One of the arguments for not applying the Geneva Conventions to “enemy combatants” who are now in Guantanamo is that they were not wearing uniforms. Of course, the Taleban didn’t have a uniform that the administration recognized, so at least it was technically true. (Of course, as we learned, at least some of our, um, “guests” weren’t wearing uniforms because they weren’t combatants at all, but that’s another story.)

But what happens if the administration designates our enemy terrorists? Are terrorists deserving of Geneva Convention protections if they are wearing uniforms?

Steve Benen points toward this story:

The United States has decided to designate Iran’s Revolutionary Guard Corps, the country’s 125,000-strong elite military branch, as a “specially designated global terrorist,” according to U.S. officials, a move that allows Washington to target the group’s business operations and finances.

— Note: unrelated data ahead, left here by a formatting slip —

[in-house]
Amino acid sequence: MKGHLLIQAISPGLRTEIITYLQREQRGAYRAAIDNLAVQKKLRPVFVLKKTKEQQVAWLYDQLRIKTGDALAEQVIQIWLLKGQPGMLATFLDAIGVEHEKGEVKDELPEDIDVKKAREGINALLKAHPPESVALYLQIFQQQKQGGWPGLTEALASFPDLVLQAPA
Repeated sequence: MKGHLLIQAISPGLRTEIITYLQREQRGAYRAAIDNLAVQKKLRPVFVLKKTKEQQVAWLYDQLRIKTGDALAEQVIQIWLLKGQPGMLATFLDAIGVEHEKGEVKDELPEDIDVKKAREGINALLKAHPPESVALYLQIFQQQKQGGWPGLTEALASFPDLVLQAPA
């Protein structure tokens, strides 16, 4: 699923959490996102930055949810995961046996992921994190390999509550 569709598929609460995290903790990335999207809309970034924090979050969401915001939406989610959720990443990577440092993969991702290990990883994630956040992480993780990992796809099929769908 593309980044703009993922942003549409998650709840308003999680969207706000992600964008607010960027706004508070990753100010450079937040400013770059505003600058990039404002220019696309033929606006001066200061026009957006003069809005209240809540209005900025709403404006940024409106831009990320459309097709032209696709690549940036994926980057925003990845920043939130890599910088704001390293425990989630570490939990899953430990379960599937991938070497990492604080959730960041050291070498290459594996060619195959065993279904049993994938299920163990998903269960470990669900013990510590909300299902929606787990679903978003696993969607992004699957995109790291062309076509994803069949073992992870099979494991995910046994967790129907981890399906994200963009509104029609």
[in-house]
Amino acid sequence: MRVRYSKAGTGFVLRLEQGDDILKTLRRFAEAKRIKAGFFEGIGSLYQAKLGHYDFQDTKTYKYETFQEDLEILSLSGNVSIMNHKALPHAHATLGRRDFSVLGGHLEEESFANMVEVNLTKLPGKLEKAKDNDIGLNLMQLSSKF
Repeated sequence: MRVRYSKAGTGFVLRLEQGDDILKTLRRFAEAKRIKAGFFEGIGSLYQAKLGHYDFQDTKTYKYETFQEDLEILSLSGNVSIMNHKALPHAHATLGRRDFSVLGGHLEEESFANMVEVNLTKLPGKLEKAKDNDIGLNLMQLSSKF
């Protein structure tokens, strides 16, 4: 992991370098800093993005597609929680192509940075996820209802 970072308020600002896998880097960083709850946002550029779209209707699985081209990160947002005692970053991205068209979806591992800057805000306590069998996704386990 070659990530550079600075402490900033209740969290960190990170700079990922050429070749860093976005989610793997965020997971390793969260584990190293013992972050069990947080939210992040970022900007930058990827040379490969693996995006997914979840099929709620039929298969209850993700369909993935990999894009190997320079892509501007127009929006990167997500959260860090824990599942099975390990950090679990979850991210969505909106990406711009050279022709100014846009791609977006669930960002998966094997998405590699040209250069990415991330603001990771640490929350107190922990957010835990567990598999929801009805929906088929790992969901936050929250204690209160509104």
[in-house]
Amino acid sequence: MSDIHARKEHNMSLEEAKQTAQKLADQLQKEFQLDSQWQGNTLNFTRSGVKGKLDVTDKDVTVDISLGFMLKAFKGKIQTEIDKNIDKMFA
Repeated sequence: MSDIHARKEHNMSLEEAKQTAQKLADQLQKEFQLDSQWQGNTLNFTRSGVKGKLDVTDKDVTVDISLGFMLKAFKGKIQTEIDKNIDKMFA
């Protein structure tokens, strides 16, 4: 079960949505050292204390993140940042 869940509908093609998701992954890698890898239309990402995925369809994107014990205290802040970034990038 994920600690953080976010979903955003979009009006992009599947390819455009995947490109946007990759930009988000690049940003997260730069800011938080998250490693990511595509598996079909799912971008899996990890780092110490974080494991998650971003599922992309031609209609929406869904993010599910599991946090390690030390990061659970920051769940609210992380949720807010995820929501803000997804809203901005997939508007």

The designation of the Revolutionary Guard will be made under Executive Order 13224, which President Bush signed two weeks after the Sept. 11, 2001, attacks to obstruct terrorist funding. It authorizes the United States to identify individuals, businesses, charities and extremist groups engaged in terrorist activities. The Revolutionary Guard would be the first national military branch included on the list, U.S. officials said — a highly unusual move because it is part of a government, rather than a typical non-state terrorist organization.

I have a bad feeling about these games the administration is playing with semantics.